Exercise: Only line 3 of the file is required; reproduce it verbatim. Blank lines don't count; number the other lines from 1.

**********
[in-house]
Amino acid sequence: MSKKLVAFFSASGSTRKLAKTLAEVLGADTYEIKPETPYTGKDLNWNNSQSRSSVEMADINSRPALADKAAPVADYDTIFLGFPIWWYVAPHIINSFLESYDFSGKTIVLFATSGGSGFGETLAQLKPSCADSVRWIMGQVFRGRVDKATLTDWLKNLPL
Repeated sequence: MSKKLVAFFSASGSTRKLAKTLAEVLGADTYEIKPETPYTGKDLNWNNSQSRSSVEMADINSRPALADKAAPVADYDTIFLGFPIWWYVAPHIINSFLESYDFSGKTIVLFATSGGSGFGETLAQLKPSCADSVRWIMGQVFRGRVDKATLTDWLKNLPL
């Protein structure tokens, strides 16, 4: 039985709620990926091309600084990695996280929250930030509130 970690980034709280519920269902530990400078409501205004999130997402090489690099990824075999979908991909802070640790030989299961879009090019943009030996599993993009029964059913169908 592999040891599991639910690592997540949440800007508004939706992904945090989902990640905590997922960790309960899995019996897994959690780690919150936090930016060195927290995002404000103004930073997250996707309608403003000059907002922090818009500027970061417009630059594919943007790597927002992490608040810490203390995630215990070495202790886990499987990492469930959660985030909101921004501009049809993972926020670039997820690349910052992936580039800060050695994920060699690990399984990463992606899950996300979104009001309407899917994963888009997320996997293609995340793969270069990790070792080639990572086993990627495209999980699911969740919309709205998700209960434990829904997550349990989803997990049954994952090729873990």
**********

Repeated sequence: MSKKLVAFFSASGSTRKLAKTLAEVLGADTYEIKPETPYTGKDLNWNNSQSRSSVEMADINSRPALADKAAPVADYDTIFLGFPIWWYVAPHIINSFLESYDFSGKTIVLFATSGGSGFGETLAQLKPSCADSVRWIMGQVFRGRVDKATLTDWLKNLPL